What used to be an empty dirt lot with barren walls, dying plants and broken glass was transformed after one muralist unveiled her newest work May 25 as part of the neighborhood beautification project commissioned by the Gateway Arts Foundation, 9113 Lazy Hill Circle.
Nja Onê, a Summerlin resident, is the first female muralist for the city of Las Vegas. Her second mural, "Through a Child's Heart," completed exactly one year after the first one she did for the city, inspired the community to come together. Gardens have been planted, debris has been removed, and there are even plans to put in a volleyball net and host a neighborhood Fourth of July celebration.
The current mural is at St. Louis and Fairfield avenues, in the northeastern part of Spring Valley.
First impressions are always important, and for Onê, her first impression of the neighborhood inspired the mural's image of a little girl with the "wonder of the world around her," she said.
The urban landscape surrounding the mural had its influence as well.
"(The city) gives people another reason to remember the wonder," Onê said. "Sometimes, the city gets a little too city for everyone, and it's nice to know you can still tap into that wonder, no matter what's around you."
According to Onê, after the mural was completed, people in the area thanked her, told her stories of the neighborhood and said it inspired them to be better neighbors.
"Isn't that amazing?" she asked. "How art can do that to someone's heart, someone's spirit."
That is at the heart of the Gateway Arts Foundation's neighborhood beautification project. The nonprofit group has commissioned numerous local artists to paint murals in the gateway district. All of the artists are compensated for their work through grant money from the city. According to Camille Duskin, who co-founded the organization with her husband, graffiti has been eliminated from nearly all of the participating buildings.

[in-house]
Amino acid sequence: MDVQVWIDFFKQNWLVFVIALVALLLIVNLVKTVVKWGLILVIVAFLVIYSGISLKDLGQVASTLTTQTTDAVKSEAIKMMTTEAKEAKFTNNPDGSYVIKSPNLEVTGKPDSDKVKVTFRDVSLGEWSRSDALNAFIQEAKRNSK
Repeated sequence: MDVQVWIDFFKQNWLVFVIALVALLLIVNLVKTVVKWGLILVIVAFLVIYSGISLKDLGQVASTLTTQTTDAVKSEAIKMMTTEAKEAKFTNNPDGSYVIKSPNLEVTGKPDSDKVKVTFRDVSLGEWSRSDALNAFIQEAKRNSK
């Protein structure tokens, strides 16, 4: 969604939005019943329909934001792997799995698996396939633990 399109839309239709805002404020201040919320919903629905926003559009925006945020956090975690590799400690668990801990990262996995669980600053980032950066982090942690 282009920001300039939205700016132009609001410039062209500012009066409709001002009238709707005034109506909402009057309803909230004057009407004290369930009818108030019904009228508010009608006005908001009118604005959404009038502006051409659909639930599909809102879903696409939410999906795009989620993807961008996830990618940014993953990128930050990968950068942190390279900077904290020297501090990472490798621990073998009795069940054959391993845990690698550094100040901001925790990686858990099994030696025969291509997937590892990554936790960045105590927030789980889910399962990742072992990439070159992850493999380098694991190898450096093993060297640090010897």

"The work inspires pride in the community," Duskin said. "That's what changing a neighborhood is all about. It's a snowball effect; you just have to get it started."
Sheila Latronica has managed the property where the mural was painted for decades and said Onê's work has had a positive influence on the residents.
The plans for a neighborhood barbecue, the gardens and the children playing football in the lot would not have been possible if not for the work done by the artist, Latronica said.
"It brings a sense of happiness to that area. We have a lot of children in the area, and they've already asked me what we're going to do first over there."
According to Latronica, the lot once was home to the owners of the property with a beautiful garden and large fig trees. The owners, garden and trees have since died and the house torn down. Until the mural was painted, the lot was just somewhere someone used to live, she said.
"There's a certain little bit of sadness over there, but it's more happy now," Latronica said. "There was life over there once, and there will be life over there again with all of the kids."
This work has been a lifelong passion for Onê since she was a girl growing up in New York City. She said she is honored to have been able to participate in the neighborhood beautification project.
"If looking at this mural will bring back that inner joy for people, then I'm happy," she said.
Contact Southwest/Spring Valley View reporter Nolan Lister at firstname.lastname@example.org or 383-0492.